One of my favorite books is William Goldman's THE PRINCESS BRIDE. It's a twist on swachbuckers and fairy tales, and I believe Goldman also wrote the screenplay. He doesn't believe in happy endings, even in fantasy. So as the heroes and the princess ride off, he says what happens after happily ever after: Buttercup's horse throws a shoe, Inigo's wounds start bleeding again and the evil prince never gets punished.
Now, does that mean every story should end with everyone miserable or dead? Think of Hamlet. Unless you're a big fan of Fortinbras, there 's no way you can say that it ended well. Half the people died by accident, although many say Polonius deserved it. Nevertheless Hamlet, Othello, MacBeth and Romeo and Juliet are considered Shakespeare's greatest plays. Not a lot of cheery faces in those.
Do we need a happy ending? Maybe not always. Sometimes survival in the face of tragedy, like Scarlett O'Hara, is more powerful and oddly satisfying. As a reader, I think that having a resolution to the main story is more important. Endings should fit the tone of the book and bring the plot to completion, even if it is bodies all over the stage. Happy? It would be nice, but it's not always the way things turn out. In life, there's little logic to what happens. In fiction there must be. So I'll pass on the starry-eyed couple who think marriage is the end of their troubles. Just give me an ending that makes sense.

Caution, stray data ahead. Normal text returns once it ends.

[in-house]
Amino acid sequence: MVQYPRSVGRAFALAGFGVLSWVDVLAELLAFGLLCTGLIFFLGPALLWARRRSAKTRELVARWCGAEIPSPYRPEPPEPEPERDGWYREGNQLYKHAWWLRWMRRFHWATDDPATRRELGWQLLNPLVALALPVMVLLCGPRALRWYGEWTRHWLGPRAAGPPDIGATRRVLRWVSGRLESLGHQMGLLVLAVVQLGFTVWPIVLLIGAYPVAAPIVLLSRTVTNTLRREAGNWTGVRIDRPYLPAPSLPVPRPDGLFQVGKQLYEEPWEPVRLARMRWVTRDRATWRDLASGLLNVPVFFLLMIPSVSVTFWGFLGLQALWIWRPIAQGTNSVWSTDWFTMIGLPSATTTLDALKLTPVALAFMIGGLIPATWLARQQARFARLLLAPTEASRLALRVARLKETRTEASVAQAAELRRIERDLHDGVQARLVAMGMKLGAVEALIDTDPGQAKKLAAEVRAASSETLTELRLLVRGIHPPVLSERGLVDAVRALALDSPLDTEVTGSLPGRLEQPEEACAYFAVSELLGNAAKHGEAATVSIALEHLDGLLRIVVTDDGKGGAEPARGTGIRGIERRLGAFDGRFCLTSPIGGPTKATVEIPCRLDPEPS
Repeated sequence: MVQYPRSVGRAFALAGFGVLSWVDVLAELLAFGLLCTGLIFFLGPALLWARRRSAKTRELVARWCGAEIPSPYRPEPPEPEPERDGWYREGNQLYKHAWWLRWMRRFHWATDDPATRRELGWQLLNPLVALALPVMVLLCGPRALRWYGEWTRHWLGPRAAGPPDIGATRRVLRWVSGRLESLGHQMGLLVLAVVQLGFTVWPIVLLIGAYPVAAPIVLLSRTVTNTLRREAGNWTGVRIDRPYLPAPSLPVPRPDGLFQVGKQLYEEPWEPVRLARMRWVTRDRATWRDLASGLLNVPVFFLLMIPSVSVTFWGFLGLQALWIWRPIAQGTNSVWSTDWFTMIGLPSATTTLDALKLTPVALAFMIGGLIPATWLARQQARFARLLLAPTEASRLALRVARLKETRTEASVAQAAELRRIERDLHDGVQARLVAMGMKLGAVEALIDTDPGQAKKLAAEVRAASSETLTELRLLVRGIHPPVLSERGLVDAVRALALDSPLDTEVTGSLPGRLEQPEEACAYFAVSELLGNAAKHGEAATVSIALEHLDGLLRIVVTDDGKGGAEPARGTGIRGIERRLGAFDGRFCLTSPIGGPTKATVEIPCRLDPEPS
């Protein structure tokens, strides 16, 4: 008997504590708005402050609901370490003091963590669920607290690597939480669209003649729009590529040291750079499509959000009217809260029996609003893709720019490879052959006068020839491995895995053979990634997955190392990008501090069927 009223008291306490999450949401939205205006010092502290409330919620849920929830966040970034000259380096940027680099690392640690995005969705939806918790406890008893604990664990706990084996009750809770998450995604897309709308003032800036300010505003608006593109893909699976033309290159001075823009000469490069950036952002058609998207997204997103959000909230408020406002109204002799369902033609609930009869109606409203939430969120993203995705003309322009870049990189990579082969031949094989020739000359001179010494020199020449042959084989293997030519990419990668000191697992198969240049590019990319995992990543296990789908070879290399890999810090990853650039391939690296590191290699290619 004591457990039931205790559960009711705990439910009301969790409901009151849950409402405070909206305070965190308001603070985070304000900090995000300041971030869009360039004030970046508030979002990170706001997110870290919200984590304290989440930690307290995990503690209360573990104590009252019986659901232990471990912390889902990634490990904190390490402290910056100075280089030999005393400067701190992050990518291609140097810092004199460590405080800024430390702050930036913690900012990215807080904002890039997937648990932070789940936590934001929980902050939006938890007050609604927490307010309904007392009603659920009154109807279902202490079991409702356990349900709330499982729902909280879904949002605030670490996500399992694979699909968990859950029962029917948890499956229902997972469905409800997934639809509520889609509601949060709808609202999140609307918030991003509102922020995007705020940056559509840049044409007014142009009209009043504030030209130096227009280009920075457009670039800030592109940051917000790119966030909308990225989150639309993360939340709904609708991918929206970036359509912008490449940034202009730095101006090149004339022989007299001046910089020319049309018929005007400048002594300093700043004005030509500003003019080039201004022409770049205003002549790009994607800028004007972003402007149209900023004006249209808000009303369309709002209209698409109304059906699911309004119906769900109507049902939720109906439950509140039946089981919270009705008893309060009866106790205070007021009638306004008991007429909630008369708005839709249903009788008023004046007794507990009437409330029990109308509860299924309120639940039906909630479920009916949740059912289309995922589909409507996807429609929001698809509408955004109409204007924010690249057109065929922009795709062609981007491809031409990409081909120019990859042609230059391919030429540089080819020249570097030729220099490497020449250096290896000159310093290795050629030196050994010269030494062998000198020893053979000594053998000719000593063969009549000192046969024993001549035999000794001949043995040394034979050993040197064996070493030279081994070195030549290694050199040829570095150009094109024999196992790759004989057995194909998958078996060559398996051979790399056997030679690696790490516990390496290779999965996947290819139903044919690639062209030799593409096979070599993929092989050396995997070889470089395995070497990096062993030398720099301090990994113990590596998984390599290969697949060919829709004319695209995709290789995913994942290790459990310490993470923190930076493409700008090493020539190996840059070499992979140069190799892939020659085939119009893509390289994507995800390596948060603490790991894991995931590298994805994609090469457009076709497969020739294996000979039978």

Although I do always want to smack Othello upside the head and tell him, "Why don't you just ask her why the handkerchief is there? I'll bet it just got mixed up in the palace laundry."
Sharan, grinchy from the heat.